Welcome to the final Range Management Newsletter for 2015. This has been a year of change for the RMN – the revamped digital version of the newsletter was launched earlier in the year as part of the new ARS website, and now it is time to say goodbye to the printed version.
Range Management Newsletter 15/3
David briefly summarises the 40th Anniversary year of the ARS. He also presents the findings of the Rangelands Australia Working Group and summarises changes to the 2016 Membership Rates.
Council have recently reviewed the membership rates for 2016. There are now four main membership categories with options in each of the categories.
We were all shocked and saddened by the unexpected passing in mid-September of Professor John Milne, Editor-in-Chief of The Rangeland Journal.
In late October, a successful Rangelands Carbon Conference was held in Cobar, western NSW. The event attracted more than 160 participants who heard twenty four speakers discussing various aspects of the emerging carbon economy. This article provides background and gives an overview of the potential impact of carbon farming in western New South Wales.
Gus Whyte gives a detailed report on the Rangelands Carbon Conference including the messages he took away.
Dates for the 2017 Australian Rangeland Society Biennial Conference have been released. THE Conference will be held in Port Augusta, South Australia from 24th – 28th September 2017.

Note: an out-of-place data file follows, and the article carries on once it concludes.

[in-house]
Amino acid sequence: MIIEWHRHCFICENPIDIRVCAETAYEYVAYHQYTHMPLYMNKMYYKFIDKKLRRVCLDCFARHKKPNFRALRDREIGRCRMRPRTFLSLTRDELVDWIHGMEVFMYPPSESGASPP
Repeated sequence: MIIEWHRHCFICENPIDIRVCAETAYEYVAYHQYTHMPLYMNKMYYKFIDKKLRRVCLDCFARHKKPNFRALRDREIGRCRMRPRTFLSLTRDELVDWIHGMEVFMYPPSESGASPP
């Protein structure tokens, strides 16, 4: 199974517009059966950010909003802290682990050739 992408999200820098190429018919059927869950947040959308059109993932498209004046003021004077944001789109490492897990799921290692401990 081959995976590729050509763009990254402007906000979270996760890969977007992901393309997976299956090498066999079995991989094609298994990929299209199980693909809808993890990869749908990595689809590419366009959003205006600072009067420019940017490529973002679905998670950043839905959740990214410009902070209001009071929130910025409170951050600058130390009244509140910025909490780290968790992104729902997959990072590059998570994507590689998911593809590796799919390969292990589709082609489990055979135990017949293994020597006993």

The 10th International Rangelands Congress will be held in Saskatoon, Canada from July 17-22 July 2016.
Are you interested in expanding your network of friends and colleagues across the rangelands? Or are you looking to gain experience in the governance of an active not-for-profit organisation? Perhaps you should consider chatting to Carol Ireland about taking over her role as the Secretary and Director of the Australian Rangeland Society when she retires in 2017.
Ron Hacker’s update from the Publications Committee includes information about the Society’s entry into the social media space, the search for a new Editor-in-Chief of The Rangelands Journal and the retirement of the Website Editor.
In 2014 Graeme Hand was awarded an ARS Travel Grant for his study “Understanding the relationship between pasture type and management systems in the steppe ecosystems of Mongolia and the rangeland Australia.” This study examined ways to reduce rangeland degradation, sustain resilience of livelihoods of nomadic herder communities, and enhance the cultural and biological diversity of desert and steppe areas of Australia and Mongolia using the positive deviance approach.
After fifty years working on rangelands in many parts of the world, Gus Gintzburger is now looking to pass on his scientific library of over 400 books.
We would like to welcome the following people to the Australian Rangeland Society
Although applications have closed for this year’s awards, it is never too early to think about applying for next year’s awards. Check out the guidelines to see if you qualify!